BOSTON — The University of Massachusetts board of trustees voted to approve UMass President Marty Meehan’s proposal to freeze tuition for all in-state undergraduate and graduate students at UMass Amherst, Boston, Dartmouth, and Lowell for the 2021-22 academic year. The vote marks the second consecutive year of tuition and mandatory fee freezes at UMass for in-state undergraduate and graduate students. The Boston, Dartmouth, and Lowell campuses also froze out-of-state student tuition. The net price of a UMass education — price minus financial aid — remains consistent with other New England public land-grant universities and 31% below peer private institutions. In addition to a tuition freeze, the university increased its institutionally funded financial aid to a record high of $352 million this fiscal year. This aid, which is funded directly by the university, accounts for 40% of the total aid UMass students receive and is comprised primarily of scholarships and grants. Since 2015, institutional aid has increased by $116 million, or 49%. At least 25% of UMass students at each campus receive Pell Grants. The Higher Education Emergency Relief Fund is projected to provide $23 million to UMass to further support students, and last year’s CARES Act provided $23 million in direct aid to students. These grants are not considered or included as financial aid.

 

Brenda Cuoco & Associates to Open Second Branch in Longmeadow Shops

LONGMEADOW — Brenda Cuoco & Associates Real Estate Brokerage announced the addition of a new flagship office location opening soon in the Longmeadow Shops. The office is currently under construction, with a target opening date of May 1, and will be located at 714 Bliss Road, adjacent to Starbucks. The addition will support the steady and sustained growth that the brokerage has seen in the last several years and will complement the existing office located at 2442 Boston Road in Wilbraham. The brokerage will also actively recruit top-performing agents to help serve this new community. The firm sold 164 properties last year with a volume of $46.8 million.

 

AIC to Name Renovated Basketball Locker Room in Honor of Frank Oppedisano

SPRINGFIELD — The American International College (AIC) men’s basketball locker room will enjoy a much-needed makeover with help from friends in the community. Earlier this year, a group of alumni expressed an interest in doing something meaningful to help AIC men’s basketball in memory of their friend and former teammate, Frank Oppedisano, class of 1967. In addition to their fundraising effort, AIC Athletics engaged alumni and supporters during Athletics Giving Week last month. Donors were asked to consider giving to a general fund or team of their choice, with proceeds from the campaign earmarked to benefit student-athletes and athletic programs at the college. The new locker room will offer additional locker space, new flooring, and Yellow Jacket branding throughout, and will be named in honor of the Springfield native who was a four-year member of the basketball program. Before his passing in March 2020, Oppedisano was a regular at AIC men’s basketball home games and routinely provided congratulations after a win or unconditional support in defeat.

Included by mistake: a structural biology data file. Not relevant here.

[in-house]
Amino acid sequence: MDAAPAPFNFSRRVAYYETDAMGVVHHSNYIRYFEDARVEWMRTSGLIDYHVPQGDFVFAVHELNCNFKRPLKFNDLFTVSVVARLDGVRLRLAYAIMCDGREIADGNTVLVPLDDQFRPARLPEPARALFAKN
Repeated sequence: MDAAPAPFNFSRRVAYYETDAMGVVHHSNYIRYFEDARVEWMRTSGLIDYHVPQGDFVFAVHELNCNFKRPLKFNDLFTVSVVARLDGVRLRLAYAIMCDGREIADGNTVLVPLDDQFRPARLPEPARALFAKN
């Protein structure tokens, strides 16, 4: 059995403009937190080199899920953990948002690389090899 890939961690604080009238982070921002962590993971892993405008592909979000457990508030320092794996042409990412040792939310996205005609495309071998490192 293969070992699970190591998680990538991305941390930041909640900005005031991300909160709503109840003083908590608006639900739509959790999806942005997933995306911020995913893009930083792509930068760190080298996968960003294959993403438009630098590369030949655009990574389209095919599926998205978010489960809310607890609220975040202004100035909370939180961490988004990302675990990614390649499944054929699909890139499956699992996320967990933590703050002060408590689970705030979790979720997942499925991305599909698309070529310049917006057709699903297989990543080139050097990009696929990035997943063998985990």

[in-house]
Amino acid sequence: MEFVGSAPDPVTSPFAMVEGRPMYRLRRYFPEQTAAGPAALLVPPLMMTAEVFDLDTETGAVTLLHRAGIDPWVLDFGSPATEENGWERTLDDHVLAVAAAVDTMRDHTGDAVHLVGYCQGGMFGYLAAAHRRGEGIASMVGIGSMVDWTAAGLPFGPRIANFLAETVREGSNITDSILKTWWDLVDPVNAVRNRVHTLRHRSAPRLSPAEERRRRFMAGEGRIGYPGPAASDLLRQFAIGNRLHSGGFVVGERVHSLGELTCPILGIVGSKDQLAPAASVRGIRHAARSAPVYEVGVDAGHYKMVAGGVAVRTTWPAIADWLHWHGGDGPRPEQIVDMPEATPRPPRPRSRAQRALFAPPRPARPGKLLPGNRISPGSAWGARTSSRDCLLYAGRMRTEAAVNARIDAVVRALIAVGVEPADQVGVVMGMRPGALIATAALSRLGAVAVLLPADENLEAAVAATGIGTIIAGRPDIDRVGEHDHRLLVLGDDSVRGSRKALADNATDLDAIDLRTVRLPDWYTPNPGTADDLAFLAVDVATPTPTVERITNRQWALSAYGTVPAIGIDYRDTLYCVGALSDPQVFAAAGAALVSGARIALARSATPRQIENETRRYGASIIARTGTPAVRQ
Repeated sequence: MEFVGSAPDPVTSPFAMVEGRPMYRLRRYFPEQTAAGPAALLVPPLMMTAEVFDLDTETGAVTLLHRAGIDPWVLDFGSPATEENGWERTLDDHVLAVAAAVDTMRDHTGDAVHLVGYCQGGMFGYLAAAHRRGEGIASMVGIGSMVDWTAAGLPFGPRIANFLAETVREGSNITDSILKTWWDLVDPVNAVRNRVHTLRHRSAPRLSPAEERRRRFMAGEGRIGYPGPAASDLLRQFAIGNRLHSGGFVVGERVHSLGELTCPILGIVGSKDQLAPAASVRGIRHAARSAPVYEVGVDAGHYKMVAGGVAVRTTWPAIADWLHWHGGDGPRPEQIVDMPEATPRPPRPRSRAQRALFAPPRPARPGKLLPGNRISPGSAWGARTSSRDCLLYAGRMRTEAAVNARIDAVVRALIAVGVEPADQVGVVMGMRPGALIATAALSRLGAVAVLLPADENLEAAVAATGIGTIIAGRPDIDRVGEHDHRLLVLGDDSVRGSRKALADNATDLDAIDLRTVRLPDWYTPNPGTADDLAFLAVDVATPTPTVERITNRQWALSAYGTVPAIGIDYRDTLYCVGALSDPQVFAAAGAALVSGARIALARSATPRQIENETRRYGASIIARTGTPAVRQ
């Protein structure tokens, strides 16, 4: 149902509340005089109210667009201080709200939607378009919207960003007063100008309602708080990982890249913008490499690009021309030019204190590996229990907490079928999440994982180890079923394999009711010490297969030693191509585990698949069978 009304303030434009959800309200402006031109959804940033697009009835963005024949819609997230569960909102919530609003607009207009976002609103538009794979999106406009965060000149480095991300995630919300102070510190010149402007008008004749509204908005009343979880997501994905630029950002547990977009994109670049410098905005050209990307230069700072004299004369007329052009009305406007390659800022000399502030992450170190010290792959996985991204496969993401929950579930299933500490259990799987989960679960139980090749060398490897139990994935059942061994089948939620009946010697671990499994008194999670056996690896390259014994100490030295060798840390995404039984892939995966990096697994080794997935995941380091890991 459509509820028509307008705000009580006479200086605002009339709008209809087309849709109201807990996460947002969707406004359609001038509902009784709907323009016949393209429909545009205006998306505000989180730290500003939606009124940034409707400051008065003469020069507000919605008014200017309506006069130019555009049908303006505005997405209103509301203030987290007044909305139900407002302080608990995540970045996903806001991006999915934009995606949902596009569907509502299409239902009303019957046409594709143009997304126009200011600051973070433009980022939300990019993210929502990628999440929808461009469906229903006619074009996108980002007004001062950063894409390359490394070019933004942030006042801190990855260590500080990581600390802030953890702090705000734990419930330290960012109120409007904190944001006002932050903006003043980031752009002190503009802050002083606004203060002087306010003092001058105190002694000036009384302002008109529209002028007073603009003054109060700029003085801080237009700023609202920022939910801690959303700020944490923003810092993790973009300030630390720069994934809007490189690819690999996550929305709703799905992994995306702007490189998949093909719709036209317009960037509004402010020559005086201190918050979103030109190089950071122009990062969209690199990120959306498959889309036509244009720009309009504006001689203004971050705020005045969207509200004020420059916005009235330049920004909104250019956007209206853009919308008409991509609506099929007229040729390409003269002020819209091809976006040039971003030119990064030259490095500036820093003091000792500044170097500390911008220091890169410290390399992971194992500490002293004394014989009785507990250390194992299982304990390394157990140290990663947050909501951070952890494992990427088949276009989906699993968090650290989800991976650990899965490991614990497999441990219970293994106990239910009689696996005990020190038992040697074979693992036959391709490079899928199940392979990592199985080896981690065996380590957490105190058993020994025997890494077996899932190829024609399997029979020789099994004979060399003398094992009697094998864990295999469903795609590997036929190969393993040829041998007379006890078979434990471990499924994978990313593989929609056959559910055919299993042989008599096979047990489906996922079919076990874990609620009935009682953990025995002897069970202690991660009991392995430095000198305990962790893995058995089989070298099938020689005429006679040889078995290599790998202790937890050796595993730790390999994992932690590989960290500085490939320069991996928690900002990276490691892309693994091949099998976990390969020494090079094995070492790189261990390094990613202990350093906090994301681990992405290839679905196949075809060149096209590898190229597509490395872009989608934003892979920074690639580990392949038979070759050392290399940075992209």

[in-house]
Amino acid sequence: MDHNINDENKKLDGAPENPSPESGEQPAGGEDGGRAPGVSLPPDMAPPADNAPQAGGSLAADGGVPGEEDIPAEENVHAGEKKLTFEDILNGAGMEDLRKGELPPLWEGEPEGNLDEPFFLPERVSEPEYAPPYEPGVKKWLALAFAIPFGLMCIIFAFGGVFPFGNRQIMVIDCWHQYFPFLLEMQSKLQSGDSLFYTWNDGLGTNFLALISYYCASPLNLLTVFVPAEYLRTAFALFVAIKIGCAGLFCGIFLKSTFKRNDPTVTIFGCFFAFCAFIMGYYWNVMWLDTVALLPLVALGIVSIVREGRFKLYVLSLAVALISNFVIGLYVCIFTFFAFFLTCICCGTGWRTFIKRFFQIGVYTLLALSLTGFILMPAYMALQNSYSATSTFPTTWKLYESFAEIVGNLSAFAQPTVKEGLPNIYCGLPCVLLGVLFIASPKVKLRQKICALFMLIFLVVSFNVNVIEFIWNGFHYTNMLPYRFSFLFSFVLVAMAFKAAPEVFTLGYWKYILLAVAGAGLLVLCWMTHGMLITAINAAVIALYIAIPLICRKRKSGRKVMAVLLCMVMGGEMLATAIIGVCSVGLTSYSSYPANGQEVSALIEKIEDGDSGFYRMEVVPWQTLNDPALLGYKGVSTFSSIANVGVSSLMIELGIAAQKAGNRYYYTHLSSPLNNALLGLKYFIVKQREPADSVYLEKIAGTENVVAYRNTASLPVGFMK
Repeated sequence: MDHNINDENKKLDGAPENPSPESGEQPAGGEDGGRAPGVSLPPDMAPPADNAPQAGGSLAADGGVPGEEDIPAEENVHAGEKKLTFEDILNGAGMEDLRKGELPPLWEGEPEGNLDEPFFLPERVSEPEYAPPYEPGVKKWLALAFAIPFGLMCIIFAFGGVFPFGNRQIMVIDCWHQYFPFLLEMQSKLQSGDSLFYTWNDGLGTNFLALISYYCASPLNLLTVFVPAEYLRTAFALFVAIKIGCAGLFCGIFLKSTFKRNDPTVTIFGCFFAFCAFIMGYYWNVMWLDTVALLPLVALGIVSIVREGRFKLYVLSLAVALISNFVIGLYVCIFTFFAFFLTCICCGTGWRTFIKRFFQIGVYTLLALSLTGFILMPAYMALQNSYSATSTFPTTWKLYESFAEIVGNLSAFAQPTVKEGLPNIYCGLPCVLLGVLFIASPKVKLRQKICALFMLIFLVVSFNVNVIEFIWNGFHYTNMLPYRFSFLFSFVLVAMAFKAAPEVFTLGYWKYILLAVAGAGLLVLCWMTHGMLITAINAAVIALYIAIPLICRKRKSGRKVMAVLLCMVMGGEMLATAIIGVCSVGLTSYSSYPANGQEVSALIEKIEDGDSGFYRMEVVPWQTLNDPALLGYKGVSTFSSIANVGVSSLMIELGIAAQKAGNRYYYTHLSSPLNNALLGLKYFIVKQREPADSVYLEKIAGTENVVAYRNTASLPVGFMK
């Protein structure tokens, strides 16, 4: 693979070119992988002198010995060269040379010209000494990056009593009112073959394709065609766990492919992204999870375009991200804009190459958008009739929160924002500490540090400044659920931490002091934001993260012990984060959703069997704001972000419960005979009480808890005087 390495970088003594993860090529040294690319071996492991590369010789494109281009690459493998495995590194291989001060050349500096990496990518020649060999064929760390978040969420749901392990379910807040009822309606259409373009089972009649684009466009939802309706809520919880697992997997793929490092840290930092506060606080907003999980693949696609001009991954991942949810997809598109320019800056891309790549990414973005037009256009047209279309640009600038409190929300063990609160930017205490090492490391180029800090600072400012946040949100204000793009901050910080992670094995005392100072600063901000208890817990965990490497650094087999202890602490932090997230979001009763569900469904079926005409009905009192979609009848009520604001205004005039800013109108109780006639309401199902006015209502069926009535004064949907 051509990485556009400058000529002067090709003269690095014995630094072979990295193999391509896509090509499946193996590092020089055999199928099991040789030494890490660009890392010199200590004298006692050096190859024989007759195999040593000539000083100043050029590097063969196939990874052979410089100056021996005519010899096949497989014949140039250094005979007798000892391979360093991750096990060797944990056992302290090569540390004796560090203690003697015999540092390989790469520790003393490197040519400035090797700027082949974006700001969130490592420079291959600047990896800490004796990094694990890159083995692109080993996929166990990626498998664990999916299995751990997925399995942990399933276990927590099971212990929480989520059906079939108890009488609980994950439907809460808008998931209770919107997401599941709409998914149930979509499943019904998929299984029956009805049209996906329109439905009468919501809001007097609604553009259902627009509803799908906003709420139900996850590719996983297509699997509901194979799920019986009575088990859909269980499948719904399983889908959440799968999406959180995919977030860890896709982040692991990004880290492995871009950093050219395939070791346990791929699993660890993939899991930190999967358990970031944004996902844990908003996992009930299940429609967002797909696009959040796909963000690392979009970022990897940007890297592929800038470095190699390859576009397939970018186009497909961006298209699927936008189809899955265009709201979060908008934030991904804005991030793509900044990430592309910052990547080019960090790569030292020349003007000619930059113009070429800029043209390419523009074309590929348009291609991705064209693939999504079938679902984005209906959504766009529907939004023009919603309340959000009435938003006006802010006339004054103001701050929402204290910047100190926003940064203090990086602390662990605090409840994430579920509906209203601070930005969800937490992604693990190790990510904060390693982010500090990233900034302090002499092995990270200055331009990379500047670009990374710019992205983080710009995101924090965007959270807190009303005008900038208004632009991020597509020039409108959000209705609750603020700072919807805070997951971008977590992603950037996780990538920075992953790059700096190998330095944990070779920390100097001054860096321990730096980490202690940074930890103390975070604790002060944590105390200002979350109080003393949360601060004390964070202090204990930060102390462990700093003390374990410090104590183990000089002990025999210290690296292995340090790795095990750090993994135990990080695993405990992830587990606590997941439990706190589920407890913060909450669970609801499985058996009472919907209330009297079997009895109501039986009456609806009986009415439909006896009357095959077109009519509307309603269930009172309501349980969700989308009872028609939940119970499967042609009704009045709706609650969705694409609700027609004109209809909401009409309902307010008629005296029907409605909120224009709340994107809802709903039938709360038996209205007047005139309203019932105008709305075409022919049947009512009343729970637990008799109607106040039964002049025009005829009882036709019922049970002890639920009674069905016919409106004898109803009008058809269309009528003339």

Bradley Debut Non-stop Service to Atlanta on Frontier Airlines

WINDSOR LOCKS, Conn. — The Connecticut Airport Authority (CAA) announced the debut of non-stop service from Bradley International Airport (BDL) to Hartsfield-Jackson Atlanta International Airport (ATL) on Frontier Airlines. The service will commence on June 11 and will operate four times per week. To view flight times and booking information, visit www.flyfrontier.com. With the debut of non-stop service to Atlanta, Frontier Airlines will now offer five non-stop destinations from Bradley International Airport this summer. The airline’s other destinations include Denver, Miami, Orlando, and Raleigh-Durham.

 

Company Notebook

WNEU Center for Social Justice Receives HNE Mini-grant

SPRINGFIELD — The Western New England University (WNEU) School of Law’s Center for Social Justice was awarded a $6,000 DEIB (Diversity, Equity, Inclusion, and Belonging) mini-grant from Health New England (HNE). The grant provides funding to local nonprofit organizations that are actively addressing racial health equity and disparities, and at least one of the CDC’s social determinants of health (SDOH). These are conditions in the places where people live, learn, work, and play that affect a wide range of health risks and outcomes; these include healthcare access and quality, education access and quality, social and community context, economic stability, and neighborhood and built environment. The grant seeks to dismantle systemic racism in two ways. The project will first educate the WNEU community about the connection between racism and health disparities and the structural barriers to equity that exist across society, and then will work to facilitate racial healing and relationship building between the institution and the local community through healing-circle conversations. Since its launch in 2019, the Center for Social Justice has been a key stakeholder in the pursuit of social justice in its community and beyond. In the last year, the center has sponsored or hosted more than a dozen events, including various know-your-rights trainings and programming, panel discussions addressing the racial disparities of COVID-19, and lawyering in the time of Black Lives Matter, as well as speakers like Evan Wolfson, who is considered an architect of the marriage-equality movement. Its work is entirely grant-funded from supporters like HNE and MassMutual, as well as individual donors.